Have you ever stopped to think about how little you know about woodpeckers? I know I have. For most of us, our knowledge of them is based largely on fleeting sightings of the woodpeckers foraging for food on our backyard trees, hearing their loud calls reverberate through our neighborhoods and their incessant drumming on trees far out in the woods behind our houses. This is especially true of the pileated woodpecker. Even though it is our largest woodpecker, it does not visit our feeders as often as its smaller kin do. Fortunately, for those of us that ponder such things, biologists have unlocked some the secrets that have shrouded the private life of the pileated woodpecker. Let’s take a look at the fascinating winter roosting behavior of this impressive bird.
As a rule, pileated woodpeckers do not roost in their nesting cavity. Instead, like many of Georgia’s woodpeckers, pileated woodpeckers usually chisel out roughly four cavities that they use solely for roosting. Each is excavated in a dead tree. However, in one study, as many as 12 roosting cavities were documented being used by a single bird. These hollows are critical to their survival during extremely cold winter weather. The reason for this is good roosting cavities provide the birds with places to sleep out of sight of nighttime predators, as well as protection from the deleterious effects of frigid winds and temperatures. The insulating affect of a roosting site can be so significant and can ultimately determine whether or not a woodpecker will survive an extremely cold night.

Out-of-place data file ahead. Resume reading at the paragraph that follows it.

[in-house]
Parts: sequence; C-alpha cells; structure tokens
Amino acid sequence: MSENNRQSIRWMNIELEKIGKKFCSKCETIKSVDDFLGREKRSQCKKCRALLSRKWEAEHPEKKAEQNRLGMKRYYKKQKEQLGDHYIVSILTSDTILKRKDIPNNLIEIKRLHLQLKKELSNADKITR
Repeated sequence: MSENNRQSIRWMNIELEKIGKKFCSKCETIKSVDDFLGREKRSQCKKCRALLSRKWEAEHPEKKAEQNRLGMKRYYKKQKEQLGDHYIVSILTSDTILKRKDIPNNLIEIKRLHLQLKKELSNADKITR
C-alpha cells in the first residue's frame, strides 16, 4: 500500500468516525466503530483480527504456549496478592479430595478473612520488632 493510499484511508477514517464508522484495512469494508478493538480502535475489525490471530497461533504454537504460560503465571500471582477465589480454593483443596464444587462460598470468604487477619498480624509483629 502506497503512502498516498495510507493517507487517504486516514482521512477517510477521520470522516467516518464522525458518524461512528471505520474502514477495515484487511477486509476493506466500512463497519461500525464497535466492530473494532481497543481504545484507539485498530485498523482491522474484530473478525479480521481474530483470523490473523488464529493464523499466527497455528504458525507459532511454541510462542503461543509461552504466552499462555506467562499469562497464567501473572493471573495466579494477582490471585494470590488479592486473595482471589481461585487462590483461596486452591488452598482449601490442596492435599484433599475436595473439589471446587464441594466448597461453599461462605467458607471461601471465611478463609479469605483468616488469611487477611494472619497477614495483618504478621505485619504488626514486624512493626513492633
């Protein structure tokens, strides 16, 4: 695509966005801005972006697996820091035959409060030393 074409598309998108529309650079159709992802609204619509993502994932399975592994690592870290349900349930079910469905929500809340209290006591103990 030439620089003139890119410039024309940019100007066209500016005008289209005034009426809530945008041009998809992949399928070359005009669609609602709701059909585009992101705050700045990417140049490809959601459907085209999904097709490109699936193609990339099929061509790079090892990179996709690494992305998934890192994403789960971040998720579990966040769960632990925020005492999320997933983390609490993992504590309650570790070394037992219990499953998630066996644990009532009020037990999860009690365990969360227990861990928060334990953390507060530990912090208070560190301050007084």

Biologists have learned that roosting pileated woodpeckers do not sleep on the bottoms of their roosting sites. To the contrary, they sleep perched upright clutching on to the interior side of the roost site with their bills neatly tucked beneath a wing.
For reasons that are not fully understood, pileated woodpeckers might roost of up to four consecutive days and they suddenly begin roosting in another cavity. Alternate roosting sites are often located quite some distance away.
I will probably never witness a pileated woodpecker going to roost late on a winter afternoon just before my neighborhood is cloaked in darkness. However, even though I know a smidgeon about the roosting behavior of this remarkable bird, I simply cannot imagine how challenging it is for this impressive bird to weather the bone-chilling cold on a crisp, clear, frigid winter night. However, I am glad they are up to the challenge.
I love woodpeckers but the Downey and the Yellow-bellied are my two favorites. I have 1 – 2 pairs of Downeys’ in my backyard, but I have not been able to locate their nest, but I did see 1 – 2 babies that they brought to the feeders to eat, this summer. They have been around for about 3 years now.
Martha, here is a tip that might help you locate a downy nesting cavity — the opening to their nesting cavities is often located on the underside of a limb.
Very interesting, Terry. We have 2 Pilates Woodpeckers, and maybe others, but I have videoed 2 out here foraging.
I agree, they are very interesting birds. One thing about winter that I like is that when the foliage is off the trees it is much easier to find foraging downy woodpeckers.